A crazy day
Johannesburg -- It was a crazy day, a culmination of various elements that have been brewing and bubbling for weeks during the student protests against raising university fees in South Africa. The university wanted to remain open, the student protesters wanted to shut it down, emotions were running high and there was a heavy police presence.
It was a recipe for disaster and that is exactly what happened.
These protests are nothing new. There was a whole movement last year, which ended up forcing the government to abandon planned fee hikes for 2016. The demonstrations started again this year, when the authorities announced that each university would decide on its own whether to increase its fees.
The attendance at these protests has been much smaller than those of last year. It doesn’t mean that it’s less meaningful or less pressing, but it’s interesting to see how these things are evolving.
The culture of protest is embedded in the story of South Africa because of apartheid, in which the student protests played such an important part. So it’s interesting to see how this culture of protest is playing out and evolving.
Last year’s protests were marked by a picture that became the quasi face of the movement, of one of the student leaders, a young woman named Nompendula Mkhatswa, walking with her arms raised above her head. It was widely used and shared on social media, so it became a symbol.
So when you cover a story like this, you’re aiming to come up with the same level of intensity. And on this particular crazy day, we got a few of them.
First, some context. After weeks of protests, the University of Witwatersrand announced that it would open its doors. There was a lot of pressure for it do so. The school year in South Africa is January to December and in December there is a major exam. So fall is a crucial time, as students have to prepare for this exam. If there is no exam, there is no graduation, it’d be a complete disaster.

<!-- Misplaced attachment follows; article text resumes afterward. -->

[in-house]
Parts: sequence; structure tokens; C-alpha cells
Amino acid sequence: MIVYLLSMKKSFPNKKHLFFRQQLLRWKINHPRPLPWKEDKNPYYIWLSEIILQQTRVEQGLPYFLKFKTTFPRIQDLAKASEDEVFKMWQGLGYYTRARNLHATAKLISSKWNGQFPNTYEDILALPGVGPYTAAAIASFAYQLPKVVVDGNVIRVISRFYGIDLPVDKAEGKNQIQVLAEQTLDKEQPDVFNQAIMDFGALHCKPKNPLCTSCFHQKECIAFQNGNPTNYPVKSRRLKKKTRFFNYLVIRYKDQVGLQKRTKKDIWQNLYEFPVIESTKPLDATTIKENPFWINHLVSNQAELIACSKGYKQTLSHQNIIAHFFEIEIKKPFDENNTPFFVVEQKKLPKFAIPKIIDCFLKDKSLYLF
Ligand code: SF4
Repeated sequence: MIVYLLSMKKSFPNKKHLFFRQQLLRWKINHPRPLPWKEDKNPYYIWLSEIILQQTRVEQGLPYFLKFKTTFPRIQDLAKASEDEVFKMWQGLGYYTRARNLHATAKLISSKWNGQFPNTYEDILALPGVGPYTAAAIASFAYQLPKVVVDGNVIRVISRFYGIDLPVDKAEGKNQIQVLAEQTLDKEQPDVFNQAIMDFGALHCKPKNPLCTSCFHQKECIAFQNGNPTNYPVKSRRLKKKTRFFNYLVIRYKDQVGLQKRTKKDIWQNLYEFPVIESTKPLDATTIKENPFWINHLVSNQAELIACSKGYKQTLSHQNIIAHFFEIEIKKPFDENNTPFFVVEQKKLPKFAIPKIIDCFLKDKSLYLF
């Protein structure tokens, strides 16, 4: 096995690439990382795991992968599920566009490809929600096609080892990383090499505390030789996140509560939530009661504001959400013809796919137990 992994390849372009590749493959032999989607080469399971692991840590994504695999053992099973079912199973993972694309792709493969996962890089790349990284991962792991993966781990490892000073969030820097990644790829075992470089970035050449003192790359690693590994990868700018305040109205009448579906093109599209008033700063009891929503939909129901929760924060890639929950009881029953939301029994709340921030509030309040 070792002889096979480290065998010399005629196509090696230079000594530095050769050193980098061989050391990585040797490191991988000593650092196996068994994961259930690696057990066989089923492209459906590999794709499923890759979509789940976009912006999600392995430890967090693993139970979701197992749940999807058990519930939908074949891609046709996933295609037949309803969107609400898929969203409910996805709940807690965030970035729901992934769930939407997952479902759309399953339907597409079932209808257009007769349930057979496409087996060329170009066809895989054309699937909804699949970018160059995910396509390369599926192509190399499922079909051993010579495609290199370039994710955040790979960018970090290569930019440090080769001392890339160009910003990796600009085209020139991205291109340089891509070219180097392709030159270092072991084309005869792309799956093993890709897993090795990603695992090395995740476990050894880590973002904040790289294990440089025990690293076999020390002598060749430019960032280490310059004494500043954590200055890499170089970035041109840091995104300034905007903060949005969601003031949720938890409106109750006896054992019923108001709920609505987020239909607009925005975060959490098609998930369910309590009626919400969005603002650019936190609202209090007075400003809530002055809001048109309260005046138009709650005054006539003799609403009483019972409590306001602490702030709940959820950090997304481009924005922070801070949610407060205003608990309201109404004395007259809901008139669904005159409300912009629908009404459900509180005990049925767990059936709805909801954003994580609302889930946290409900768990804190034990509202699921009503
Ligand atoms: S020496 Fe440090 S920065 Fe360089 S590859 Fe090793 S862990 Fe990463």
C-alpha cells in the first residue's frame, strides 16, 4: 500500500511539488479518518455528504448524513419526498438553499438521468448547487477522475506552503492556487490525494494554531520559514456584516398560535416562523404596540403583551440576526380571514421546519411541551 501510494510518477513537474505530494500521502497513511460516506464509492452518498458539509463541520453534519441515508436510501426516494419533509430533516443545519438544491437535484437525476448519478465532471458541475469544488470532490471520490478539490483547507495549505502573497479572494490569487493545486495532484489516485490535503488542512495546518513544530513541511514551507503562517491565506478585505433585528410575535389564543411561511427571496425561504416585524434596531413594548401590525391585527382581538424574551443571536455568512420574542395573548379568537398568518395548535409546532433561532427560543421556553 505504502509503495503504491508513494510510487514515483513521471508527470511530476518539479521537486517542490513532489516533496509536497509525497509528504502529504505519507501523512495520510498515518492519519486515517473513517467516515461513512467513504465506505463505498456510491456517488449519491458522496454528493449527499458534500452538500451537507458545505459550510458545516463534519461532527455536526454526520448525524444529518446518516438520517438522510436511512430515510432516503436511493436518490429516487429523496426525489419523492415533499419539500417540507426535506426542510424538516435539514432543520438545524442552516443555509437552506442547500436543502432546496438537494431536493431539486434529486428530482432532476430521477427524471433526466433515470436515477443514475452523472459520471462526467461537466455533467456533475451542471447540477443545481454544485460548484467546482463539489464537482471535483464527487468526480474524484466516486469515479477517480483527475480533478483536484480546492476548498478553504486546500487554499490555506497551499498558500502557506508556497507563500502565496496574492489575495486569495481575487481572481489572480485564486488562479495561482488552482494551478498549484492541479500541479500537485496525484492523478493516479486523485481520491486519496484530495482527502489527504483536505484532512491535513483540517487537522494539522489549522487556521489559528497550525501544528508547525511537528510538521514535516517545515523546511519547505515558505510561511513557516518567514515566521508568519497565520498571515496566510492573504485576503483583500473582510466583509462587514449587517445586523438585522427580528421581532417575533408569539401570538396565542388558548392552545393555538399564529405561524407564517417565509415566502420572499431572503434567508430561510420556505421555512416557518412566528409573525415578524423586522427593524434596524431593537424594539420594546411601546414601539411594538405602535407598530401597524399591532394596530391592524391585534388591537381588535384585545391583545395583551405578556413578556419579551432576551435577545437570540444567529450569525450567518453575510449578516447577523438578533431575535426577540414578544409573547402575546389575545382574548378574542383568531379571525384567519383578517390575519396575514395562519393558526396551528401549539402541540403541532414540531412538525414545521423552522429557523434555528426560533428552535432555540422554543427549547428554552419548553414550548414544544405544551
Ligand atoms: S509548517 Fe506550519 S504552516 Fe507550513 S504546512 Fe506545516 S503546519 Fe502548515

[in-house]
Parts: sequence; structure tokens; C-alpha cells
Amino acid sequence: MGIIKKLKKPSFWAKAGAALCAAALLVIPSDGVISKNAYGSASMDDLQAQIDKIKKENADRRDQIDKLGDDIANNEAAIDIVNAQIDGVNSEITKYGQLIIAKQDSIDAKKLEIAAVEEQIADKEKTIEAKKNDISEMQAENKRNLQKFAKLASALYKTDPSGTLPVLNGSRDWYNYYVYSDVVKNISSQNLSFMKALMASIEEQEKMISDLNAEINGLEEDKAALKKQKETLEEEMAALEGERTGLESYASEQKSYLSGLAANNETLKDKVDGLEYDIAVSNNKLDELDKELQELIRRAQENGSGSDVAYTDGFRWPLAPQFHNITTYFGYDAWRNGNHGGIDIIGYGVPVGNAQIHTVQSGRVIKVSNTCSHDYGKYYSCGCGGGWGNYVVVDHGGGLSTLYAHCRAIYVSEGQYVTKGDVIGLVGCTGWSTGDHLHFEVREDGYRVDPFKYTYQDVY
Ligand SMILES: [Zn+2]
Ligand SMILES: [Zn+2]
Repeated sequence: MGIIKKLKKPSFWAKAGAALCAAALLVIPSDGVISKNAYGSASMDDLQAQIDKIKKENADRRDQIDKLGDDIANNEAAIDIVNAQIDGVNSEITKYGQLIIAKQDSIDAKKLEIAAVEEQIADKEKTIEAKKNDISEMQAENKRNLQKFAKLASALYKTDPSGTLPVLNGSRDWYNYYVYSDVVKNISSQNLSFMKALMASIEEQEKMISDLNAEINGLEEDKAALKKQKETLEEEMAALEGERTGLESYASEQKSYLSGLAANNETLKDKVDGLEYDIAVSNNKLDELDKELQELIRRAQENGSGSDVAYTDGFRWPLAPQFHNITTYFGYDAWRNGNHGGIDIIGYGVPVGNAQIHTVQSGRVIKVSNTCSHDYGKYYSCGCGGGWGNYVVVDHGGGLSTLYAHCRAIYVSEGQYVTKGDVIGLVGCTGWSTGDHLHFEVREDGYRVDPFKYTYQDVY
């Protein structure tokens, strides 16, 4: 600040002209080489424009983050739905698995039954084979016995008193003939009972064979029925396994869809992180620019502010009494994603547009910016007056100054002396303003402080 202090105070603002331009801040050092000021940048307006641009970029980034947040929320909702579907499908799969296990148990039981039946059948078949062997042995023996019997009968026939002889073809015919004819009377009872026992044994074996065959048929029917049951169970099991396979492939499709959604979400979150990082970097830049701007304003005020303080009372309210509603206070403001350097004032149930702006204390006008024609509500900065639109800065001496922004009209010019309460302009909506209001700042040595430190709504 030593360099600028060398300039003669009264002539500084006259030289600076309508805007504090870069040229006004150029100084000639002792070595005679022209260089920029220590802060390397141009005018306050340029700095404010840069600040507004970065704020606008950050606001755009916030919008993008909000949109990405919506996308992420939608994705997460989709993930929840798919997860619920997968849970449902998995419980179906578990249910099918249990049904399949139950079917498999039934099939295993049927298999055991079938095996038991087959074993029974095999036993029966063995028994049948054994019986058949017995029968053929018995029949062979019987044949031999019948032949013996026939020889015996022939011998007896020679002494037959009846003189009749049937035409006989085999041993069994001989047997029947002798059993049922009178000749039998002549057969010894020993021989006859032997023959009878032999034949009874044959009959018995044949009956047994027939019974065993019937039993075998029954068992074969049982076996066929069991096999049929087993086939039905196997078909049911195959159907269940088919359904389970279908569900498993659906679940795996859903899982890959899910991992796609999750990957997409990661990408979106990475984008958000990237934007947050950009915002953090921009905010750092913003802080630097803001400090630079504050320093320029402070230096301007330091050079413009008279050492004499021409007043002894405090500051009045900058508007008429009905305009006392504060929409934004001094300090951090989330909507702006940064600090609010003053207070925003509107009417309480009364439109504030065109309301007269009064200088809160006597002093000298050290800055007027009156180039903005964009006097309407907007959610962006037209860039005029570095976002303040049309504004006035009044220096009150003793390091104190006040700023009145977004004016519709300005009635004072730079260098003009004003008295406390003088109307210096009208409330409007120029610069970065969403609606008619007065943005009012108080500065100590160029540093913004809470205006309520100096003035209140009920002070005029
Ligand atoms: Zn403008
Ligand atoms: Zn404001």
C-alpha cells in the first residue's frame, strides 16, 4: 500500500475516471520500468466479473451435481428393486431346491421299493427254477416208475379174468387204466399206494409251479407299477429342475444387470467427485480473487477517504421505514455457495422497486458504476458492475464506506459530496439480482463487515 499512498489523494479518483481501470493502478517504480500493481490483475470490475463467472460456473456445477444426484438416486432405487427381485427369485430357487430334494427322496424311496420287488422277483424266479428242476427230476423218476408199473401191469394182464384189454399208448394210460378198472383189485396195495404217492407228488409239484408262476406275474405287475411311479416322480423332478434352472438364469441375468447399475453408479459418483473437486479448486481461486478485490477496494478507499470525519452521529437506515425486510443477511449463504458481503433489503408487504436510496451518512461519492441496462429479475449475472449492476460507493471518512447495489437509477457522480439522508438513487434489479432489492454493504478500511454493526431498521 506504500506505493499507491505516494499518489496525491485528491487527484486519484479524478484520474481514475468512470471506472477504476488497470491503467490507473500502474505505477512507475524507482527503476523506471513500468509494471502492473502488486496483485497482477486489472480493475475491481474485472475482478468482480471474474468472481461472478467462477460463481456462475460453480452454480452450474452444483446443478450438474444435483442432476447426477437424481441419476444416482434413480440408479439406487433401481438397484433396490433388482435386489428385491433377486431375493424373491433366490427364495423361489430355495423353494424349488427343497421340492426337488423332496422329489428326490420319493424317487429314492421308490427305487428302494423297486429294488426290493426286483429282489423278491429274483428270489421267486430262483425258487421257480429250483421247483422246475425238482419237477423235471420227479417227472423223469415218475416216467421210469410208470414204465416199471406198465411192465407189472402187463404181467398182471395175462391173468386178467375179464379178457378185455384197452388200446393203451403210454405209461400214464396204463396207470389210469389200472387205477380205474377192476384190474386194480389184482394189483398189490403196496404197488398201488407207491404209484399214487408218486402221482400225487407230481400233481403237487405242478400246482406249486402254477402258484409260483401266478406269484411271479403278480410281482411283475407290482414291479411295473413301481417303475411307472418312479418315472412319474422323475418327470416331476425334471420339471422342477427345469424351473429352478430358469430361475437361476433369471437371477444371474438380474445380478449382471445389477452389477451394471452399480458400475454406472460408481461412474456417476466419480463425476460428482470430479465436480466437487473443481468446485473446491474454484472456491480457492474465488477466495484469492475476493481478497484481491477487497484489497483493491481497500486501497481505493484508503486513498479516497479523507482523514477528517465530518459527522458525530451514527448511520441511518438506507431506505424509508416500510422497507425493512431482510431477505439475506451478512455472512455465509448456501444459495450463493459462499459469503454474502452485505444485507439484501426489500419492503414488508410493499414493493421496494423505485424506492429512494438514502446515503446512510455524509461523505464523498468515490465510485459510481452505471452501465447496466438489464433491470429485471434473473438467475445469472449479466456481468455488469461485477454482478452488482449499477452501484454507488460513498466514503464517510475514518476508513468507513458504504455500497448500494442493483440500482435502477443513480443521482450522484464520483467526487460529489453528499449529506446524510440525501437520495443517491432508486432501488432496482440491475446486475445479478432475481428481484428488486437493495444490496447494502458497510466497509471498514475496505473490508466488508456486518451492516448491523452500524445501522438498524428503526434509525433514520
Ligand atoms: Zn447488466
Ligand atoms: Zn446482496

So on the one hand you had the university determined to reopen and urging all students to attend lectures and activities.
On the other hand, you have the students. This university conducted a poll in which only a very small part of the student population voted to shut it down. So the vast majority wanted to keep going to school, but you had a very determined minority fighting for an issue that they passionately believe in -- they hold that raising fees will prevent the poorest from getting a higher education.
And of course you have a heavy police presence. So a recipe for a disaster. The situation boiled over and police intervened. And police did what police usually do in these kind of situations and the students had their say, with running battles with police going on all day, with stones and bricks and things like that.
We ended up capturing three really unique moments during the day.
One was when a policeman stumbled on the steps and a protester was trying to kick him in the head. At the same time, in the left side of the photo you have an incredible close-range shot of a rubber bullet being discharged from a rifle. And to top it off, in the background, you have a stun grenade going off, giving the photo a slightly yellow hue. All three things in the same frame, at the same moment. It’s rare to get all of these ingredients coming together at once in a single picture.
Then there were two dramatic moments.
One, when a protester offered flowers to the policemen. When shooting a picture like that, all of us with a photography background can’t help but think of Marc Riboud’s iconic photograph from the anti-Vietnam War protests in the US in the late 1960s. There’s just no way that you can get away from the comparison.
Another was when young women decided to remove their shirts and bras and go bare-breasted toward the police, pleading with them not to open fire anymore. You have to understand that in African culture, that is a very powerful statement. You don’t expose your body, so when women do this, it’s a true act of defiance.
From the point of view of coverage, that presented all sorts of complications. You want the power of the moment to be preserved in the picture and that the nudity does not distract you from the message.
When you cover protests like these, be it in Johannesburg, Libreville or Gaza, you follow the same rituals, the same routine. You have to keep watching the things unfolding in front of you, there is a level of risk that you have to consider -- there are stones flying everywhere, rubber bullets, tear gas. So you watch out for yourself and for your colleagues.
And you also have to be very focused because if you’re not, you can miss important shots. For example, the picture that I got, where one of the police officers is holding a protester by his shirt and ends up being surrounded by too many students and reaches for his handgun in his holster.
It’s a subtle shot and it speaks volumes and if you’re not focused, you can easily miss it.
This blog was written with Yana Dlugy in Paris.